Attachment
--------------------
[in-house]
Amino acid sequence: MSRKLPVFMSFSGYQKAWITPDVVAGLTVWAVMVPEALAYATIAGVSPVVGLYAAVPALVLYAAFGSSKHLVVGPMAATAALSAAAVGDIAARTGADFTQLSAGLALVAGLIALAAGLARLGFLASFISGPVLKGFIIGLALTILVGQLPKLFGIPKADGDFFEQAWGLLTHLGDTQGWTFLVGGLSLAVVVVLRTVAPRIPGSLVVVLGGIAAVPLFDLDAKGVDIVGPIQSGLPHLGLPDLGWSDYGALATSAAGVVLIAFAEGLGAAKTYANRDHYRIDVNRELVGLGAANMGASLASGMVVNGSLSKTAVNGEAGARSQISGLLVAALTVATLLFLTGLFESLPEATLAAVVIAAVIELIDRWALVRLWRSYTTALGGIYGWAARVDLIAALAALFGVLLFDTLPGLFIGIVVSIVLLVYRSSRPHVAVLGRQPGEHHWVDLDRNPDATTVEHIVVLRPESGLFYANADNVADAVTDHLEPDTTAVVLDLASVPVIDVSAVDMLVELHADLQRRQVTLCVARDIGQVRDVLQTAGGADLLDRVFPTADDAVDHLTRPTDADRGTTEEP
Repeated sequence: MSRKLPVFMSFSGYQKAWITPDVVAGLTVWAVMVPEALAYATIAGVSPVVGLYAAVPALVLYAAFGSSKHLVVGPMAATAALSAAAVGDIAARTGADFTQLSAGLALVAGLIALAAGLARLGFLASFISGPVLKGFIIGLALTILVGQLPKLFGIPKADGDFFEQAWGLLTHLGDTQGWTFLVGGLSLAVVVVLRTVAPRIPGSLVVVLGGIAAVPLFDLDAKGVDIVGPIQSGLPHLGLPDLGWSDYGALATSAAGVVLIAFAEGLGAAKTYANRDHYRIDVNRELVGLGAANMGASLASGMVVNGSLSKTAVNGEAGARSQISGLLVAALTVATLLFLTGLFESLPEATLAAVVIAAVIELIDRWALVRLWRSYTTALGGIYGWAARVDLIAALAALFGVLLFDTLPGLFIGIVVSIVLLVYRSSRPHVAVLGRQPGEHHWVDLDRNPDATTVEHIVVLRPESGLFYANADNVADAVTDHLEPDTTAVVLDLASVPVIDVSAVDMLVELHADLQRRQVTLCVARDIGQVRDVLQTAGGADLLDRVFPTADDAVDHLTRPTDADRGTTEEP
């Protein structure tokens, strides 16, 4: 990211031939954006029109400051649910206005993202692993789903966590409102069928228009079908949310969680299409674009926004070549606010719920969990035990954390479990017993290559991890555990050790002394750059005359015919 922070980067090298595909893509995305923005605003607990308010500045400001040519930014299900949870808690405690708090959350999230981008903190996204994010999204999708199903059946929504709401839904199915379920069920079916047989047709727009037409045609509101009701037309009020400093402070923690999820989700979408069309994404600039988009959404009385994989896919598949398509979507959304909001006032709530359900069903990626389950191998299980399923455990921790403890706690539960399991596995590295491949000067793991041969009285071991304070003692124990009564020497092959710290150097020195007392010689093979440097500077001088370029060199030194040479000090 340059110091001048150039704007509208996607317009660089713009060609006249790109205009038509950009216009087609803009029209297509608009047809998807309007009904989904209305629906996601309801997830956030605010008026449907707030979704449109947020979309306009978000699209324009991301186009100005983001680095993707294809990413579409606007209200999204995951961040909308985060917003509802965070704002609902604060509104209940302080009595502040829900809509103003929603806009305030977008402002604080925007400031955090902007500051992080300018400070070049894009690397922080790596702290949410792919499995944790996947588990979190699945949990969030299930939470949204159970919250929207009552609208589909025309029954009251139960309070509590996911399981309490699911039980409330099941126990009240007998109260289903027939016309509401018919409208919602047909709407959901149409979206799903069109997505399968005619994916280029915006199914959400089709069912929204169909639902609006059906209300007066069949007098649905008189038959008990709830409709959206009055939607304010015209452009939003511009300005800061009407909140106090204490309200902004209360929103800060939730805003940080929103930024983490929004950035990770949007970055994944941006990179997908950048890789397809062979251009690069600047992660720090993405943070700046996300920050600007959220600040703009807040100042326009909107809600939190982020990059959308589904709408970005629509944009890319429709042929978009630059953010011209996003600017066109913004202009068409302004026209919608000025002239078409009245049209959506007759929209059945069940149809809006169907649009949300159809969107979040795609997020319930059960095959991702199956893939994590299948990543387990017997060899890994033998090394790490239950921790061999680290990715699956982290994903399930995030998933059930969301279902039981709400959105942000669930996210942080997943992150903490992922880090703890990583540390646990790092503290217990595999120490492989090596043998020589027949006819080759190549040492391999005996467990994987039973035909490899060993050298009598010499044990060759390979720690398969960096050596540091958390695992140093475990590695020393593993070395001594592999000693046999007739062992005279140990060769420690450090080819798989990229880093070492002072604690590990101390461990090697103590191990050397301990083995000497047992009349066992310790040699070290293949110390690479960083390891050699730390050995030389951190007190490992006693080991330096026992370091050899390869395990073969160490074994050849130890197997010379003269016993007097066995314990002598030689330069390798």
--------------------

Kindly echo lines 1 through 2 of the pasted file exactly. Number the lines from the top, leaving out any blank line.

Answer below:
[in-house]
Amino acid sequence: MSRKLPVFMSFSGYQKAWITPDVVAGLTVWAVMVPEALAYATIAGVSPVVGLYAAVPALVLYAAFGSSKHLVVGPMAATAALSAAAVGDIAARTGADFTQLSAGLALVAGLIALAAGLARLGFLASFISGPVLKGFIIGLALTILVGQLPKLFGIPKADGDFFEQAWGLLTHLGDTQGWTFLVGGLSLAVVVVLRTVAPRIPGSLVVVLGGIAAVPLFDLDAKGVDIVGPIQSGLPHLGLPDLGWSDYGALATSAAGVVLIAFAEGLGAAKTYANRDHYRIDVNRELVGLGAANMGASLASGMVVNGSLSKTAVNGEAGARSQISGLLVAALTVATLLFLTGLFESLPEATLAAVVIAAVIELIDRWALVRLWRSYTTALGGIYGWAARVDLIAALAALFGVLLFDTLPGLFIGIVVSIVLLVYRSSRPHVAVLGRQPGEHHWVDLDRNPDATTVEHIVVLRPESGLFYANADNVADAVTDHLEPDTTAVVLDLASVPVIDVSAVDMLVELHADLQRRQVTLCVARDIGQVRDVLQTAGGADLLDRVFPTADDAVDHLTRPTDADRGTTEEP